Mosier said schools can ask the legislature to change the law to allow them to open school on some holidays. Mandated holidays include Labor Day, Thanksgiving and the day after, Christmas Eve through Jan. 1, President's Day, Martin Luther King Jr. Day, Good Friday and Easter Monday, and Memorial Day.

School officials say they are reconvening calendar committees, which include parents, teachers, testing administrators, principals and others in the community, to develop new plans to be offered to school boards for votes this fall.

Hogan's executive order allows districts to seek exemptions from the start and end dates, and some school officials say they will likely ask for a waiver. School officials expect the Maryland General Assembly to weigh in when it reconvenes in January, and possibly to reverse the governor's decision.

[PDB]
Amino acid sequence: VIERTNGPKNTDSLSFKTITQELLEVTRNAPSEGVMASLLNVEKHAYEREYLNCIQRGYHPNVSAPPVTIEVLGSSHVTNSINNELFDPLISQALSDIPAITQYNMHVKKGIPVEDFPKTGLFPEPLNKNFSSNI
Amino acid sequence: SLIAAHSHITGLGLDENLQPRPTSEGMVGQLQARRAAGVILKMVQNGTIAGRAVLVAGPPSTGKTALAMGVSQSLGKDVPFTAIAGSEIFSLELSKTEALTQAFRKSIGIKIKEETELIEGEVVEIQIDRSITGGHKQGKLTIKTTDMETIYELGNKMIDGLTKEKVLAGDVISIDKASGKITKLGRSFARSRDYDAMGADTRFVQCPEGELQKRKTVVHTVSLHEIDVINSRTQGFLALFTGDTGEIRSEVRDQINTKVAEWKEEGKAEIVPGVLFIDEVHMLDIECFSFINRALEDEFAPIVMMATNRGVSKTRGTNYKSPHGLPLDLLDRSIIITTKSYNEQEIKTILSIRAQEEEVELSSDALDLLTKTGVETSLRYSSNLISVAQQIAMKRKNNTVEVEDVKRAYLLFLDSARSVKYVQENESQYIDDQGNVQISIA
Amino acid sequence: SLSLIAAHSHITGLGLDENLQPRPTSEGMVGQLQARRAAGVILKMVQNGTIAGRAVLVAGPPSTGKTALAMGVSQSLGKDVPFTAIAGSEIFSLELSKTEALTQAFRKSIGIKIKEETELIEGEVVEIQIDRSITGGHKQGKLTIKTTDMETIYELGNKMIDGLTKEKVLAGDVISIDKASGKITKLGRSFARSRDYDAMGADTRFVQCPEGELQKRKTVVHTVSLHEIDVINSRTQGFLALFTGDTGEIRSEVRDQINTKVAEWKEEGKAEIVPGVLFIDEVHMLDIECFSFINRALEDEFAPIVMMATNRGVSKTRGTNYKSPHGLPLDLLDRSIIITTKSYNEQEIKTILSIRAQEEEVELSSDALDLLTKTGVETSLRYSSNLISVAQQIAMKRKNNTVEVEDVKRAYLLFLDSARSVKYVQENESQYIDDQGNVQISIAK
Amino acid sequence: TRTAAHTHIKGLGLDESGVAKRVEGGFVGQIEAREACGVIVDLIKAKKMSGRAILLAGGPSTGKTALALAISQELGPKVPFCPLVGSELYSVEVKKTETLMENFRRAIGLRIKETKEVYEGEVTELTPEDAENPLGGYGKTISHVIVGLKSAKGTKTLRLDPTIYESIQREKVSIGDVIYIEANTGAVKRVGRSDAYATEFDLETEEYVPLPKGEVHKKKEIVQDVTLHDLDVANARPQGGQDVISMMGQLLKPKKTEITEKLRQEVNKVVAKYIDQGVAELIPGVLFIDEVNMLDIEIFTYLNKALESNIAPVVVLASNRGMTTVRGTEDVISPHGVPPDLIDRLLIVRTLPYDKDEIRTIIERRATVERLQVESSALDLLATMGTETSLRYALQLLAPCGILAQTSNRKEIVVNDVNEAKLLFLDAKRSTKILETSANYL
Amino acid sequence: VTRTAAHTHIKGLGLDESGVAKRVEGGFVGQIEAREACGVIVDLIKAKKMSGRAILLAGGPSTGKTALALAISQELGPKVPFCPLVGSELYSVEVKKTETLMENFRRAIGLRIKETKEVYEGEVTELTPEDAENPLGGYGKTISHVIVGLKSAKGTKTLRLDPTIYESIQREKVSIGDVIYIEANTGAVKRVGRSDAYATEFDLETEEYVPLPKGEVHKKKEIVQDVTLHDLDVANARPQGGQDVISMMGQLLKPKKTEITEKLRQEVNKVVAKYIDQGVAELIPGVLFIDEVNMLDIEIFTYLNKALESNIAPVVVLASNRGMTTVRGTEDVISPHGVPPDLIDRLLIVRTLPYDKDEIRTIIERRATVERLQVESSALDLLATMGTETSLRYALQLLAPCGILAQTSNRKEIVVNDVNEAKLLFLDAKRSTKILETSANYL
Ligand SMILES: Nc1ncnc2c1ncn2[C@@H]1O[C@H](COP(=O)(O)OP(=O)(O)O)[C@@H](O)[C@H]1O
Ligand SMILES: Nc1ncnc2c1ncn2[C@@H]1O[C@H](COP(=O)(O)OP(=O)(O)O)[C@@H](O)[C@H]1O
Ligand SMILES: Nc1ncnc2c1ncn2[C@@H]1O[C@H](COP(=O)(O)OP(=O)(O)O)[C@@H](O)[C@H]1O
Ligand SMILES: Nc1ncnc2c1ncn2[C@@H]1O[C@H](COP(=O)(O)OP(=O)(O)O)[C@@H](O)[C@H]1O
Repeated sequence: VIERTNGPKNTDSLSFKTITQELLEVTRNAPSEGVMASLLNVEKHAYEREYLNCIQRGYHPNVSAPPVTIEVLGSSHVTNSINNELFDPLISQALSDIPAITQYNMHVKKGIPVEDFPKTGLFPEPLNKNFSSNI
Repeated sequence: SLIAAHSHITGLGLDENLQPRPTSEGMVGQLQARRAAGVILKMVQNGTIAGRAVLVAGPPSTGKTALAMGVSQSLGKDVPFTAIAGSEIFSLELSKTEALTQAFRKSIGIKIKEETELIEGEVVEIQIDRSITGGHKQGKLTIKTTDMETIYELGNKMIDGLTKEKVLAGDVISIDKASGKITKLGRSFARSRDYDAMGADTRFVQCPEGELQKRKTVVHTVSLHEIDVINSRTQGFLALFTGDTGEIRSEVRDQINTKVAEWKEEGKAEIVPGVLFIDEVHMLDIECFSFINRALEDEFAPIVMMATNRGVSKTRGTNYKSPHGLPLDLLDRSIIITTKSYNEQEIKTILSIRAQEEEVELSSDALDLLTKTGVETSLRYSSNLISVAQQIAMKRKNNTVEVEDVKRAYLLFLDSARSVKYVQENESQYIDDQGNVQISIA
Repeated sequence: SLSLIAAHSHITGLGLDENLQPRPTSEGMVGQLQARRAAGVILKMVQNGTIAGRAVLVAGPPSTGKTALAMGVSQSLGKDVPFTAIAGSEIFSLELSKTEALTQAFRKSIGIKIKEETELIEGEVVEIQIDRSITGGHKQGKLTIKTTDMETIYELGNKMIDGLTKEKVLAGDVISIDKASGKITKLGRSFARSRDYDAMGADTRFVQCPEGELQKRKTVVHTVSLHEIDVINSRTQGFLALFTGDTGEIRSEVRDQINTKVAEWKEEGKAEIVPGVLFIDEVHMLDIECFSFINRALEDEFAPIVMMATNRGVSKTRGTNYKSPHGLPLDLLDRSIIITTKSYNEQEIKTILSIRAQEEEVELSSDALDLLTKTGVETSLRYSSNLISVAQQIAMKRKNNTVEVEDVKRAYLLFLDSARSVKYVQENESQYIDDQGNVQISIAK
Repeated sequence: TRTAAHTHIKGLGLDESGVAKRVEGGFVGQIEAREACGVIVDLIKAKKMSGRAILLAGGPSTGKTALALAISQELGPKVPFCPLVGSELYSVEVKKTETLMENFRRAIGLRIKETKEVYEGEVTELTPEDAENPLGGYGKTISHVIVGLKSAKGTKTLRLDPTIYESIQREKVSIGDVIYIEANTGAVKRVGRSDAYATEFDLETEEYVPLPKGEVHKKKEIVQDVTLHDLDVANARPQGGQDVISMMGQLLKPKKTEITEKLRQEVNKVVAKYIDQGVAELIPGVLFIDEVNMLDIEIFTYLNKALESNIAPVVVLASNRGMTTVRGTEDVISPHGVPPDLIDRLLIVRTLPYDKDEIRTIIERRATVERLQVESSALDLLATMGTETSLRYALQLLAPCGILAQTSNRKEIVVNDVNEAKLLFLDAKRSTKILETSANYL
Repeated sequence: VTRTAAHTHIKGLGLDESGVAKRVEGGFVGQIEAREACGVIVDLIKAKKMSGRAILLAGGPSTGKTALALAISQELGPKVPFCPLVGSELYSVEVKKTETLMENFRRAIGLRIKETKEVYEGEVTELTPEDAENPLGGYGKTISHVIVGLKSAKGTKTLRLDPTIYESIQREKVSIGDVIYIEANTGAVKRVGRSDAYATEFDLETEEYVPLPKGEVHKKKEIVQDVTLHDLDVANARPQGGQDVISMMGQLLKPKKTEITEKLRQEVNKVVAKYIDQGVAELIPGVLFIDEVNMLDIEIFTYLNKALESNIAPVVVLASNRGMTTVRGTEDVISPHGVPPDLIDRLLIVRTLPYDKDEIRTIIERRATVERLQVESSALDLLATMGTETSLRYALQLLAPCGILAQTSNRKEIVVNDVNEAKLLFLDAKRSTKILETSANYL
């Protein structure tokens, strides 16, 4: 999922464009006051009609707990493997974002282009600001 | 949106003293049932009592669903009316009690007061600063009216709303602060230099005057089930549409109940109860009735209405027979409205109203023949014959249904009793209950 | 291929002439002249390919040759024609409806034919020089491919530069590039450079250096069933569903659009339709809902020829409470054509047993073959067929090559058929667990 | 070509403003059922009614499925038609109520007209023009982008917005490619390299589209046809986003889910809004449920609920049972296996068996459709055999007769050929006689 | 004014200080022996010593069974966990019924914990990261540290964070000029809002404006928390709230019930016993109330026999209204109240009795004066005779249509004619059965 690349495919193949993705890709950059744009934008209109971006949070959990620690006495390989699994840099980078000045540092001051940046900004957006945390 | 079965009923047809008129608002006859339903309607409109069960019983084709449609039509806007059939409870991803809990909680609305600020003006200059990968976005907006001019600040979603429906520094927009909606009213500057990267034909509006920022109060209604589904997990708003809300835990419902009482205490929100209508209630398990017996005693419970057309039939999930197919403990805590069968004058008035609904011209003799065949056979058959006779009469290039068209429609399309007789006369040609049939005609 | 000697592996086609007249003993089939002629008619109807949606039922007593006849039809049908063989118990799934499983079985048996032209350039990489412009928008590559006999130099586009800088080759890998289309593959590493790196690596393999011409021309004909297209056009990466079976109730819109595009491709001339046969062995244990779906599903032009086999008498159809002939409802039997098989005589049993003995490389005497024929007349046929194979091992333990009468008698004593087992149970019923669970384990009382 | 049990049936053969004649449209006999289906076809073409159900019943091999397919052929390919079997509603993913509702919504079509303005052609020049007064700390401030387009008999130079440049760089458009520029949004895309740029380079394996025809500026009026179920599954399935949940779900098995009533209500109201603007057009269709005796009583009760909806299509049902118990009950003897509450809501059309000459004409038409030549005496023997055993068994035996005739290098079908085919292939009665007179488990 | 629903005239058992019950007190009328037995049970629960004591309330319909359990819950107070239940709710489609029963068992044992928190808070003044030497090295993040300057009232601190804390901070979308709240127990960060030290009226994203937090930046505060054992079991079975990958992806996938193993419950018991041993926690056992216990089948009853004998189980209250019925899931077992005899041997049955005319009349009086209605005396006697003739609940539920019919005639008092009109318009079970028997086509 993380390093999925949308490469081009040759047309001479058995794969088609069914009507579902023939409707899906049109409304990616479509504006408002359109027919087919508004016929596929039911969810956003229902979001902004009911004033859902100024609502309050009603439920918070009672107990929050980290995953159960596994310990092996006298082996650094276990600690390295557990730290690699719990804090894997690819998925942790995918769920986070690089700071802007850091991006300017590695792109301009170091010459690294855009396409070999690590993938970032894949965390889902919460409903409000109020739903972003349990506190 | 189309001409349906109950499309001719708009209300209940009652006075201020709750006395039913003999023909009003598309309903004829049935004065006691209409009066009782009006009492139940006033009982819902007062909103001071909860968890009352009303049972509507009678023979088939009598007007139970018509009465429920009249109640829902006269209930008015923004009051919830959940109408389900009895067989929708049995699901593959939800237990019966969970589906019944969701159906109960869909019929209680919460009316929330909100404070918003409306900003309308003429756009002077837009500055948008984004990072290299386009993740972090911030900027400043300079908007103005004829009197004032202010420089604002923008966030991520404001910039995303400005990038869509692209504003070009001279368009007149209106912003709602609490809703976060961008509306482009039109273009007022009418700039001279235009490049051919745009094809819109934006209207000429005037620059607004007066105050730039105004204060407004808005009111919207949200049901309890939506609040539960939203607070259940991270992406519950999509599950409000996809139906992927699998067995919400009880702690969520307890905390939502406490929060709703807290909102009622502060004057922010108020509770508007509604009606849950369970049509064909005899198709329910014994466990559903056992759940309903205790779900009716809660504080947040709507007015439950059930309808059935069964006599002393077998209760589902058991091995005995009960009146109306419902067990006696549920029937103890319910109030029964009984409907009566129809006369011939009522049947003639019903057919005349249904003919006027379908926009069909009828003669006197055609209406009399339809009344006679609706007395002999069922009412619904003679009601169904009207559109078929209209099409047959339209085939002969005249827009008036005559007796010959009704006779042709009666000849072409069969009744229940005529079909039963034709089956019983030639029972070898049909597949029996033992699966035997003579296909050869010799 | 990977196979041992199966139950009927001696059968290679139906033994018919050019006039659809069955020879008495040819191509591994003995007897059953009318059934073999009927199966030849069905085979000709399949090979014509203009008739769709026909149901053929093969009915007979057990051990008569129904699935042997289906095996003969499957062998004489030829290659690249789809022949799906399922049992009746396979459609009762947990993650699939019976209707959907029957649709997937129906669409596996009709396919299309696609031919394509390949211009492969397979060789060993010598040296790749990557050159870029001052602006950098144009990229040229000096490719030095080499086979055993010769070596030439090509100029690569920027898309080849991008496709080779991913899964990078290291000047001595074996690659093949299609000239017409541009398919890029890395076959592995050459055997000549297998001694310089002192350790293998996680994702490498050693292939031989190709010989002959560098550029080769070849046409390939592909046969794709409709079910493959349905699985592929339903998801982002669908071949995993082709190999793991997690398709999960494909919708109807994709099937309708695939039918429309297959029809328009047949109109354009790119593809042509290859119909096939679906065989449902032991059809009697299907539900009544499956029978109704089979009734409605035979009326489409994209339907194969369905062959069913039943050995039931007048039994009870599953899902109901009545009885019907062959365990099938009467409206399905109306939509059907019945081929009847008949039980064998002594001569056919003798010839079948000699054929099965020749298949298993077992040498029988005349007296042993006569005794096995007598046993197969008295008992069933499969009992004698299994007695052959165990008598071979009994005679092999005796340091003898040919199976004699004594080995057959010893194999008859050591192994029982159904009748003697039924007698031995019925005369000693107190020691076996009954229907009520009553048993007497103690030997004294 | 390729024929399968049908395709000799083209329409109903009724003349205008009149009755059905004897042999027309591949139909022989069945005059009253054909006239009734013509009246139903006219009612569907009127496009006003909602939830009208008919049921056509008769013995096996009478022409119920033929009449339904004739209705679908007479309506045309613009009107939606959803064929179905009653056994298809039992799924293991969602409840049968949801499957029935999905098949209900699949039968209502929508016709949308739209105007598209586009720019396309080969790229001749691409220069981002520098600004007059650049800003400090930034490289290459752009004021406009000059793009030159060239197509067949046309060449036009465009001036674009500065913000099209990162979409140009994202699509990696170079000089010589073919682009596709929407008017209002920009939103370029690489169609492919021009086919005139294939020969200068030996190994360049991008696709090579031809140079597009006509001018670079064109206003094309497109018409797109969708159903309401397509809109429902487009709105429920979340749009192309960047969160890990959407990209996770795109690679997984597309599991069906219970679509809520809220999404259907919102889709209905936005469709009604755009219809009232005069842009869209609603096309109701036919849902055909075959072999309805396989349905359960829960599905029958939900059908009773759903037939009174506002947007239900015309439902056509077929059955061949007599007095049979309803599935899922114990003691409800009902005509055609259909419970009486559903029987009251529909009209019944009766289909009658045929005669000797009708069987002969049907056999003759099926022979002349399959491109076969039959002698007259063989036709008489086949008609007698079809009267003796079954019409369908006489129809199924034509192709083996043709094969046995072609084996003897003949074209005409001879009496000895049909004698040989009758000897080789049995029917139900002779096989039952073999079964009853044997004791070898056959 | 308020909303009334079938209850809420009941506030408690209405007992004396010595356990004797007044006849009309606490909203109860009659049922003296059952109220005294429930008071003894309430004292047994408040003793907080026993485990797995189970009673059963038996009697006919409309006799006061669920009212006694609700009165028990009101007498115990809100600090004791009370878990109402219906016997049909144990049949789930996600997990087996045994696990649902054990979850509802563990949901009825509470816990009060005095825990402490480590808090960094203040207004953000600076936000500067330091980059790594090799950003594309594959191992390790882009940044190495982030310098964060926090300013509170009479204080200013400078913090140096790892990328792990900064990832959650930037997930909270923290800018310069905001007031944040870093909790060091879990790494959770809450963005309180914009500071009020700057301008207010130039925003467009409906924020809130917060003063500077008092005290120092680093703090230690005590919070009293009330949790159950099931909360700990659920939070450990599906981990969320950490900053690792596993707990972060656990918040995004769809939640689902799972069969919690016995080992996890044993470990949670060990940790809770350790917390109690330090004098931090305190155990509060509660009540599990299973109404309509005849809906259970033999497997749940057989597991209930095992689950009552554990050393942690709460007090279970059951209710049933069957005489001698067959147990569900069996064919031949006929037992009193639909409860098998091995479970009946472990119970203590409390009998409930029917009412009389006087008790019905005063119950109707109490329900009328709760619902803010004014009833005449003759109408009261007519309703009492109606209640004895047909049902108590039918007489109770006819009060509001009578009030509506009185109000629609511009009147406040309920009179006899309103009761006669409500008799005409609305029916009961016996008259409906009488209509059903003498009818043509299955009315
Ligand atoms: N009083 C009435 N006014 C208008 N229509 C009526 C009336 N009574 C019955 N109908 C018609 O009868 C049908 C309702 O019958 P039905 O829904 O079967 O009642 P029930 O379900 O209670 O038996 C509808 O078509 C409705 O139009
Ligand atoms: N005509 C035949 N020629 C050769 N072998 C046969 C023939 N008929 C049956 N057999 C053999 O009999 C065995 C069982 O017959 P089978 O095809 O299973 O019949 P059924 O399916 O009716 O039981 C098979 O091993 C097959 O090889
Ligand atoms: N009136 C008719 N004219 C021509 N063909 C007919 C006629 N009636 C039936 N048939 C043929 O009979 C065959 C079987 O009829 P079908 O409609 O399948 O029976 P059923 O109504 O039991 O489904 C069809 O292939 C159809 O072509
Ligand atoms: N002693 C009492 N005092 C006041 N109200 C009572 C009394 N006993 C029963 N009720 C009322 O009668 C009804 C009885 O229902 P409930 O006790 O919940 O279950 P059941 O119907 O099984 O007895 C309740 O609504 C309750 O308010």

Mosier said Anne Arundel County will approve a calendar that complies with the executive order and adjust it if the legislature makes changes. 

Answering critics who questioned the legality of his mandate, the governor issued a statement saying the Maryland Constitution gives him authority over the executive branch of government.

"This authority includes the ability to issue executive orders," the statement read. "Maryland courts have routinely recognized local boards of education as modes of state government."

Others said that even if Hogan's mandate is legal, it should have been done through a more inclusive process.

House Speaker Michael E. Busch, an Anne Arundel Democrat, said: "Look, there might be a legitimate argument here, but you don't do it by executive order."

The Baltimore Teachers Union said it "prefers that any academic calendar changes come through the democratically elected General Assembly and not a unilateral decision by the governor."

Baltimore Sun reporter Erica L. Green contributed to this article.